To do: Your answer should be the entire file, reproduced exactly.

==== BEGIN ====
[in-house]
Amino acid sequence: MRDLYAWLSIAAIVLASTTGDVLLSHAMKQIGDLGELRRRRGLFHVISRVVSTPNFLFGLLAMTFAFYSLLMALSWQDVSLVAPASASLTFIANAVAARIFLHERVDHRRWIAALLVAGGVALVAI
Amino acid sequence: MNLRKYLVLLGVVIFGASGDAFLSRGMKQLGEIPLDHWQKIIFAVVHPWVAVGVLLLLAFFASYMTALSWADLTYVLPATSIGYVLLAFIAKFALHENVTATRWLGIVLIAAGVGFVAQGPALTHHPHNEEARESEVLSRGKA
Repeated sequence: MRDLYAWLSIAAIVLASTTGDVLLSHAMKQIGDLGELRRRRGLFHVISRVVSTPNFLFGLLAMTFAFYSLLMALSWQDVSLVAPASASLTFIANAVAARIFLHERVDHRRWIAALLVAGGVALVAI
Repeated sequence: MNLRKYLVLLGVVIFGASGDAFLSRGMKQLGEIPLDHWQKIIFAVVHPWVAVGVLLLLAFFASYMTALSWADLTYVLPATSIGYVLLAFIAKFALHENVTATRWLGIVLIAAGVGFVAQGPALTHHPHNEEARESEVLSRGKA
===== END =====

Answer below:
[in-house]
Amino acid sequence: MRDLYAWLSIAAIVLASTTGDVLLSHAMKQIGDLGELRRRRGLFHVISRVVSTPNFLFGLLAMTFAFYSLLMALSWQDVSLVAPASASLTFIANAVAARIFLHERVDHRRWIAALLVAGGVALVAI
Amino acid sequence: MNLRKYLVLLGVVIFGASGDAFLSRGMKQLGEIPLDHWQKIIFAVVHPWVAVGVLLLLAFFASYMTALSWADLTYVLPATSIGYVLLAFIAKFALHENVTATRWLGIVLIAAGVGFVAQGPALTHHPHNEEARESEVLSRGKA
Repeated sequence: MRDLYAWLSIAAIVLASTTGDVLLSHAMKQIGDLGELRRRRGLFHVISRVVSTPNFLFGLLAMTFAFYSLLMALSWQDVSLVAPASASLTFIANAVAARIFLHERVDHRRWIAALLVAGGVALVAI
Repeated sequence: MNLRKYLVLLGVVIFGASGDAFLSRGMKQLGEIPLDHWQKIIFAVVHPWVAVGVLLLLAFFASYMTALSWADLTYVLPATSIGYVLLAFIAKFALHENVTATRWLGIVLIAAGVGFVAQGPALTHHPHNEEARESEVLSRGKA